Using RDF and C# to create an MP3 Manager – Part 2

I’ve been off the air for a week or two – I’ve been hard at work on the final stages of a project at work that will go live next week. I’ve been on this project for almost 6 months now, and next week I’ll get a well earned rest. What that means is I get to do some dedicated Professional Development (PD) time which I have opted to devote to Semantic Web technologies. That was a hard sell to the folks at Readify, what with Silverlight and .NET 3 there to be worked on. I think I persuaded them that consultancies without SW skills will be at a disadvantage in years to come.

Anyway, enough of that – onto the subject of the post, which is the next stage of my mini-series about using semantic web technologies in the production of a little MP3 file manager.

At the end of the last post we had a simple mechanism for serialising objects into a triple store, with a set of services for extracting relevant information out of an object, and to tie it to predicates defined in on ontology. In this post I will show you the other end of the process. We need to be able to query against the triple store and get a collection of objects back.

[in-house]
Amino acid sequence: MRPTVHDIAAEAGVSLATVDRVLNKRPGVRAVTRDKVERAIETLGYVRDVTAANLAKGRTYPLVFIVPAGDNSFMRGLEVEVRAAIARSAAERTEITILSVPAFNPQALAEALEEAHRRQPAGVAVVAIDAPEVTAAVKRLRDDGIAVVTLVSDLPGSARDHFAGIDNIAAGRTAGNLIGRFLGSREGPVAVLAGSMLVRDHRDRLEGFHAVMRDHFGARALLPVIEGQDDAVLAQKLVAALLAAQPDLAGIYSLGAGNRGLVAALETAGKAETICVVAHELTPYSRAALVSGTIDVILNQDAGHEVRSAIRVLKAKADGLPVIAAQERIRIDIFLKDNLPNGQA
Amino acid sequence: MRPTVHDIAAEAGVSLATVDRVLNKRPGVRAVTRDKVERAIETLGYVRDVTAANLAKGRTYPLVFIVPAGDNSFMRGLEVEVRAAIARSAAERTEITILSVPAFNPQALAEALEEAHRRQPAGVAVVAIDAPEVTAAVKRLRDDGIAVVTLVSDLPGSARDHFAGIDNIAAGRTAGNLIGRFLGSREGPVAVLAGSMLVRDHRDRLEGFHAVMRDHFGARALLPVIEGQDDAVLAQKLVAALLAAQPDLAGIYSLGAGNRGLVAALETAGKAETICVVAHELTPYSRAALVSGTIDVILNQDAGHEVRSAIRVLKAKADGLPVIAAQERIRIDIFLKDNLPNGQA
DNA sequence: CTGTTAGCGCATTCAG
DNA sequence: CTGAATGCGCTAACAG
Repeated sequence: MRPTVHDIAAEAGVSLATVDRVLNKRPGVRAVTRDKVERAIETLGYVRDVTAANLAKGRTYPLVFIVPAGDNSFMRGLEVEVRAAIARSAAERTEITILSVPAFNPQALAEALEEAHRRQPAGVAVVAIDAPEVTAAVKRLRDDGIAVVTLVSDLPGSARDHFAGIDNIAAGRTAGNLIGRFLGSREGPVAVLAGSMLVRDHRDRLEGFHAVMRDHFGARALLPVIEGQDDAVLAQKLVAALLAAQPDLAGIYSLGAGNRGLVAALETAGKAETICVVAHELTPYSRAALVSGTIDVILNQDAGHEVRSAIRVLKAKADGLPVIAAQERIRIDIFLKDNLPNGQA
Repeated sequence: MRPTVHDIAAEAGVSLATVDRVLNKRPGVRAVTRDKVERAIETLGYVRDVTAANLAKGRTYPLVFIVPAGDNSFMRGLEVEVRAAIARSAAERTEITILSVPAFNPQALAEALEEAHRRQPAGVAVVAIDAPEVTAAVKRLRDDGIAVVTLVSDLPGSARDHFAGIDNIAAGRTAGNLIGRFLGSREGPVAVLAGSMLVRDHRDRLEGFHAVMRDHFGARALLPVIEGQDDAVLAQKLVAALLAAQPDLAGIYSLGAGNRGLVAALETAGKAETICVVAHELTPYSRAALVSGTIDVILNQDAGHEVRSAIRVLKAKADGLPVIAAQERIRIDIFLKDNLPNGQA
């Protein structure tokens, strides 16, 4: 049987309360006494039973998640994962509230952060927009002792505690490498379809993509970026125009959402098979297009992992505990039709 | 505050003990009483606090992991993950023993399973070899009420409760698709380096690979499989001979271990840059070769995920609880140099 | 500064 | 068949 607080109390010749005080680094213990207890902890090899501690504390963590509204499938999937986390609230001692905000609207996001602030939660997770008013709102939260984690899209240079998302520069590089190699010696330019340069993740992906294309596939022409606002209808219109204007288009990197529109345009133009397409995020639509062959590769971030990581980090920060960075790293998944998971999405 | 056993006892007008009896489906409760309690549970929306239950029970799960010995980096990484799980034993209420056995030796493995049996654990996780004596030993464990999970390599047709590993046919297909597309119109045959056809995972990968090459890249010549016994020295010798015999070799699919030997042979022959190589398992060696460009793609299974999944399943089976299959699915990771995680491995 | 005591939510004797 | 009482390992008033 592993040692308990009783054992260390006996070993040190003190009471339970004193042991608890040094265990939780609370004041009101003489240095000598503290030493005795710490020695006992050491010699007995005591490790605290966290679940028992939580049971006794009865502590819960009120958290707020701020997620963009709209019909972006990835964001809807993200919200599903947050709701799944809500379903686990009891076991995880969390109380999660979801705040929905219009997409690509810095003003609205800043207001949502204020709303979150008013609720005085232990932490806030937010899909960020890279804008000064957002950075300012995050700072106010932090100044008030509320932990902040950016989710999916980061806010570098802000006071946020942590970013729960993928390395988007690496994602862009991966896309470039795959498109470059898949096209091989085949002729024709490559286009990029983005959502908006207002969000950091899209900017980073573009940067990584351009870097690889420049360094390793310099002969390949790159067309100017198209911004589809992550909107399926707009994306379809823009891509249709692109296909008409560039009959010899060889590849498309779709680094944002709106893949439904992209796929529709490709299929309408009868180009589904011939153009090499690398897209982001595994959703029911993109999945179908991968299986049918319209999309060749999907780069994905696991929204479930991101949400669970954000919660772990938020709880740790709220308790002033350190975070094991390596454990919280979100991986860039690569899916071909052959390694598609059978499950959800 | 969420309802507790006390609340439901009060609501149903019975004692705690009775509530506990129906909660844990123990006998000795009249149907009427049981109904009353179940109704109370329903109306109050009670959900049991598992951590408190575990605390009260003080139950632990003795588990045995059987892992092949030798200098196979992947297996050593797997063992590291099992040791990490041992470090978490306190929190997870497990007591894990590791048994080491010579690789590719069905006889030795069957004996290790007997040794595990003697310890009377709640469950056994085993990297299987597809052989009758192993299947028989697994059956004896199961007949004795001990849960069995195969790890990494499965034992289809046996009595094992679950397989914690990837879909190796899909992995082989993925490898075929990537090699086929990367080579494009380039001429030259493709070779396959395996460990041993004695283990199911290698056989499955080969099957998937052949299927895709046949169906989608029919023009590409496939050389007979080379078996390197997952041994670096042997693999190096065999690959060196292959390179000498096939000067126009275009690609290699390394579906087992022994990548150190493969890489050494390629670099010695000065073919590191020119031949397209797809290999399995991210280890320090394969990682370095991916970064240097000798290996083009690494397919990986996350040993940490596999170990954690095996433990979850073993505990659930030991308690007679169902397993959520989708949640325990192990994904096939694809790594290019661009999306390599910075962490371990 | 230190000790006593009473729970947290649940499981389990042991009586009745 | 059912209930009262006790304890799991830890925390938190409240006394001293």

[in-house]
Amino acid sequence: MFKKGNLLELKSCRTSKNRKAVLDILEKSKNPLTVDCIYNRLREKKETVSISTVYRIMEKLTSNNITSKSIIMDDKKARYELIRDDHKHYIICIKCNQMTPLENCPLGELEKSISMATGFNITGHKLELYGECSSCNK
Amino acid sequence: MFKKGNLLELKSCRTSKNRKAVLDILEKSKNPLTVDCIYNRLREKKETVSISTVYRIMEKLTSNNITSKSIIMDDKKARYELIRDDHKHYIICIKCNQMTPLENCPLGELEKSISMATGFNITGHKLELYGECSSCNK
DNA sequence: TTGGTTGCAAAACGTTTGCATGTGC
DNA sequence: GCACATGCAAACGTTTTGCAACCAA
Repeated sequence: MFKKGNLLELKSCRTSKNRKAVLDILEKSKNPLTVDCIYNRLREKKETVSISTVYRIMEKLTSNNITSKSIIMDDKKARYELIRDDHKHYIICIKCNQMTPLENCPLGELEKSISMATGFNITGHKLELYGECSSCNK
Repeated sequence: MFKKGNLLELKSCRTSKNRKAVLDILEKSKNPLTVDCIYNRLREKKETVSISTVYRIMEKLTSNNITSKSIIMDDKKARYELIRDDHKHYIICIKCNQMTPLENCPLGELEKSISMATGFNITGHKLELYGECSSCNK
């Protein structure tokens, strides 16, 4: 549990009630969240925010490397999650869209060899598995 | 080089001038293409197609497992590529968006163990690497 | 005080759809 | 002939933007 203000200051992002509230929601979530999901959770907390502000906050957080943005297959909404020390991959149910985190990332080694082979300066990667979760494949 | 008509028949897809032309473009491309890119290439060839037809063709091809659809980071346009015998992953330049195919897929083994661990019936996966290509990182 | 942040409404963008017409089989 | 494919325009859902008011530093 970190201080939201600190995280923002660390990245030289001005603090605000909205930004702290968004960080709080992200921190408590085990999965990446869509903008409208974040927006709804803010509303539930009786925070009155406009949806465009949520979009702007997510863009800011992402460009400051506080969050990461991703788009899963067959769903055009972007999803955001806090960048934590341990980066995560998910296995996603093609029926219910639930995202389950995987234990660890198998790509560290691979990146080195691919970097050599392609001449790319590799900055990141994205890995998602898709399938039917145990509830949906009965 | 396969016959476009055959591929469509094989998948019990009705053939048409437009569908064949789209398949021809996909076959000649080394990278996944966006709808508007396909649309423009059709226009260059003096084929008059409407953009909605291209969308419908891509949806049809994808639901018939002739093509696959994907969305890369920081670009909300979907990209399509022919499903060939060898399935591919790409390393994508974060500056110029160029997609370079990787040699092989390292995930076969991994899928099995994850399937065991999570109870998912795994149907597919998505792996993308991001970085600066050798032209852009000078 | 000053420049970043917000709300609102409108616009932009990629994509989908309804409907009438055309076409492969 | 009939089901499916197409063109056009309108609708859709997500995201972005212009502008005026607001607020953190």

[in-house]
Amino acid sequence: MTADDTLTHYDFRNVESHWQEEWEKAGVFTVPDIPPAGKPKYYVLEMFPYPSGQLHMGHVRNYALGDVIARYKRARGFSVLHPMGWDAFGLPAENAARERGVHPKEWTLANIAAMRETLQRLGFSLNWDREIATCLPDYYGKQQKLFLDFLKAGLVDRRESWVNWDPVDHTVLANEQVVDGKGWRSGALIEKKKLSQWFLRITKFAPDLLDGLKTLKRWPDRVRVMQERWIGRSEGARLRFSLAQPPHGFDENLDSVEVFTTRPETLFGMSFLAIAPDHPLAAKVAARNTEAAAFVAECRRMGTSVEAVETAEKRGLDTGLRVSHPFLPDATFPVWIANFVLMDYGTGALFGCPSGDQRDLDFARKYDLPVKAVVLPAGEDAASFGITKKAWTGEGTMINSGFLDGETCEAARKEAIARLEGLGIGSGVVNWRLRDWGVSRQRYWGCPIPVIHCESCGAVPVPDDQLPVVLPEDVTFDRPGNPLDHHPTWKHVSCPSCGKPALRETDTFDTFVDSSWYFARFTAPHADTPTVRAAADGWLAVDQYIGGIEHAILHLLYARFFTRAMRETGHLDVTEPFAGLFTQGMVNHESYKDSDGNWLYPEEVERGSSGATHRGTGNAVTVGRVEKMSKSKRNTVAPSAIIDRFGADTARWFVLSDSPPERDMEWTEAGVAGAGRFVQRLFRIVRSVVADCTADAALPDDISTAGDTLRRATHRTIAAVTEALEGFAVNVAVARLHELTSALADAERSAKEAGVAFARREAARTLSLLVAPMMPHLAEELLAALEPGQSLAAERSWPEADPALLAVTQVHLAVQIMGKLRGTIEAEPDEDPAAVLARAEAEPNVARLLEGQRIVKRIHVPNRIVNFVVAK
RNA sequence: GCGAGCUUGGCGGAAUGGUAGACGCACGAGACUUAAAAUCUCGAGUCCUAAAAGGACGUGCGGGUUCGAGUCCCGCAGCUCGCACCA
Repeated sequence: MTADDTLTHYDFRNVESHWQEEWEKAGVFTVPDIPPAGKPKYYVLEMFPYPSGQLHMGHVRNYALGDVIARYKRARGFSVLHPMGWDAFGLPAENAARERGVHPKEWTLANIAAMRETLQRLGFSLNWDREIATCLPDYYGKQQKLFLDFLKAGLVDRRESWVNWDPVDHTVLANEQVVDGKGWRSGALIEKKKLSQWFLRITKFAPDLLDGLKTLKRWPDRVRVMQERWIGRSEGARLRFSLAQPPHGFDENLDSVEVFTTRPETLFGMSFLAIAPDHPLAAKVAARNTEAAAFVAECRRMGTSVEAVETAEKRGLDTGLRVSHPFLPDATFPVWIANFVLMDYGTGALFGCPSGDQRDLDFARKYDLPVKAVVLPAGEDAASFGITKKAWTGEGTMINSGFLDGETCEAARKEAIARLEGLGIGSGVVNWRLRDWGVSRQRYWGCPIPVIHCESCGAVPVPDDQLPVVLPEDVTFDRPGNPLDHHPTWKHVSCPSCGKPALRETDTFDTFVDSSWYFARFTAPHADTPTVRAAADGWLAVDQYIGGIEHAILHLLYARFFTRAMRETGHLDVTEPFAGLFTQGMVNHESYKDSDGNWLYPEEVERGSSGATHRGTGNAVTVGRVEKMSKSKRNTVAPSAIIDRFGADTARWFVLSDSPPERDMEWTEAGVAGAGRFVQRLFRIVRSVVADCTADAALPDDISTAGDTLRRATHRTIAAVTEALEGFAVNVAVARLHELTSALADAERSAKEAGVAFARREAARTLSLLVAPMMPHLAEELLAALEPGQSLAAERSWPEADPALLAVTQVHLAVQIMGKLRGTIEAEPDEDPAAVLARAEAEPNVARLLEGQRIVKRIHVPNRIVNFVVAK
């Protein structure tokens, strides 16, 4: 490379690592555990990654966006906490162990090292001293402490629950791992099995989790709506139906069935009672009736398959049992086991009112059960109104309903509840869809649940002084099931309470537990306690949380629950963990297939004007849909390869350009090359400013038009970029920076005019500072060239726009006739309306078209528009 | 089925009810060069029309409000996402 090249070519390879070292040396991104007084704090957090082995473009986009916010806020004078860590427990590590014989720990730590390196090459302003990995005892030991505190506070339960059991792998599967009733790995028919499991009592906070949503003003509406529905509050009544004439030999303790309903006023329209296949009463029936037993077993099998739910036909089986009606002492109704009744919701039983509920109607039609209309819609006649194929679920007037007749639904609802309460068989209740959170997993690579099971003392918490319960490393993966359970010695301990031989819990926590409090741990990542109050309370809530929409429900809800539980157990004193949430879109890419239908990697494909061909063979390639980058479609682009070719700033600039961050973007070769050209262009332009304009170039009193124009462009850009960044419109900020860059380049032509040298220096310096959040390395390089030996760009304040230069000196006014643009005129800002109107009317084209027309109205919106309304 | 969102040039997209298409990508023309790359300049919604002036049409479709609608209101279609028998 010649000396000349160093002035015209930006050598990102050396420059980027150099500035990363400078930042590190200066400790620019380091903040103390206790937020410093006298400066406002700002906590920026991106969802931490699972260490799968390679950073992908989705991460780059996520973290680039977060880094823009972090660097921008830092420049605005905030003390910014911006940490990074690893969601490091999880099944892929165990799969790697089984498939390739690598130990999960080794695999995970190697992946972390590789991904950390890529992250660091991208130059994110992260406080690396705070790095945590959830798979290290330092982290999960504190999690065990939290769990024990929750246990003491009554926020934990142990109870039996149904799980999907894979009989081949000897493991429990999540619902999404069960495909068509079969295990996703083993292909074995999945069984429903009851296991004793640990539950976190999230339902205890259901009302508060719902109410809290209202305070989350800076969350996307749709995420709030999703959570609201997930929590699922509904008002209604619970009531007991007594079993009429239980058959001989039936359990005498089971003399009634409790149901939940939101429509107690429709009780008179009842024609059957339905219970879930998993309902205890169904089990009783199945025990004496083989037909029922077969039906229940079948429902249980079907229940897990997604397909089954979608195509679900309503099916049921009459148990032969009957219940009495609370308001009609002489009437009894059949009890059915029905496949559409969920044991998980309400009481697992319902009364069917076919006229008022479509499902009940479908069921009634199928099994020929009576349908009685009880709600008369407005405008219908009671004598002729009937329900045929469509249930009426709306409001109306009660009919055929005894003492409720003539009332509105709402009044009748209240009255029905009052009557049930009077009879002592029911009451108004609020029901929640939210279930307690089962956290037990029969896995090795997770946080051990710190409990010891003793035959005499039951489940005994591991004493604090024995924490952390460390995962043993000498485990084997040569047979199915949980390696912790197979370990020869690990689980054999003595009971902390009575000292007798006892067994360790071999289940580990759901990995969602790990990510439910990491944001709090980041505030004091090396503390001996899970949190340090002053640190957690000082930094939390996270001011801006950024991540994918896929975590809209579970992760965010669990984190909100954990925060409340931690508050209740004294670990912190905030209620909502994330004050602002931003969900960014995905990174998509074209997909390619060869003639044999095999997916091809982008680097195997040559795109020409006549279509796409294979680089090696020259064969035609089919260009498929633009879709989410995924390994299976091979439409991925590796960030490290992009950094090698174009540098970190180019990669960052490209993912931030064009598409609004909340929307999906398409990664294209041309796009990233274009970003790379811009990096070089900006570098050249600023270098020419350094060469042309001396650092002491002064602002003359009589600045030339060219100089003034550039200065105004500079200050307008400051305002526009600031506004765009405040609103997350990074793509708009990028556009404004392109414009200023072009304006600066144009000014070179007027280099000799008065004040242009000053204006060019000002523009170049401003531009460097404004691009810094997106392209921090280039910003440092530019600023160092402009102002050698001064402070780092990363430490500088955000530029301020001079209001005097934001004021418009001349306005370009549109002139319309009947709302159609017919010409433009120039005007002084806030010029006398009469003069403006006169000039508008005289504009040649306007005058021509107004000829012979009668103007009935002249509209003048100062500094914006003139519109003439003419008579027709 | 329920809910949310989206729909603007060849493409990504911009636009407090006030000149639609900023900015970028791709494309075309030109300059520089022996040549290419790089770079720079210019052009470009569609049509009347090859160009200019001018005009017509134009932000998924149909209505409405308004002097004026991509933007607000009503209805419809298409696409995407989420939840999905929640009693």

The query I’ll show you is very simple, since the main task for this post is object deserialisation, once we can shuttle objects in and out of the triple store then we can focus on beefing up the query process.

Querying the triple store

For this example I just got a list of artists for the user and allowed them to select one. That artist was then fed into a graph match query in SemWeb, to bring back all of the tracks whose artist matches the one chosen.

The query works in the usual way – get a connection to the data store, create a query, present it and reap the result for conversion to objects:

private IList<Track> DoSearch()
{
  MemoryStore ms = Store.TripleStore;
  ObjectDeserialiserQuerySink<Track> sink = new ObjectDeserialiserQuerySink<Track>();
  string qry = CreateQueryForArtist(artists[0].Trim());
  Query query = new GraphMatch(new N3Reader(new StringReader(qry)));
  query.Run(ms, sink);
  return tracksFound = sink.DeserialisedObjects;
}

We’ll get on the the ObjectDeserialiserQuerySink in a short while. The process of creating the query is really easy, given the simple reflection facilities I created last time. I’m using the N3 format for the queries, for the sake of simplicity – we could just as easily used SPARQL. We start with a prefix string to give us a namespace to work with, we then enumerate the persistent properties of the Track type. For each property we then insert a triple meaning “whatever track is select – get its property as well”. Lastly, we add the artist name ass a known fact, allowing us to specify exactly what tracks we were talking about.

private static string CreateQueryForArtist(string artistName)
{
  string queryFmt = "@prefix m: <http: aabs.purl.org/ontologies/2007/04/music#> .\n";
  foreach (PropertyInfo info in OwlClassSupertype.GetAllPersistentProperties(typeof(Track)))
  {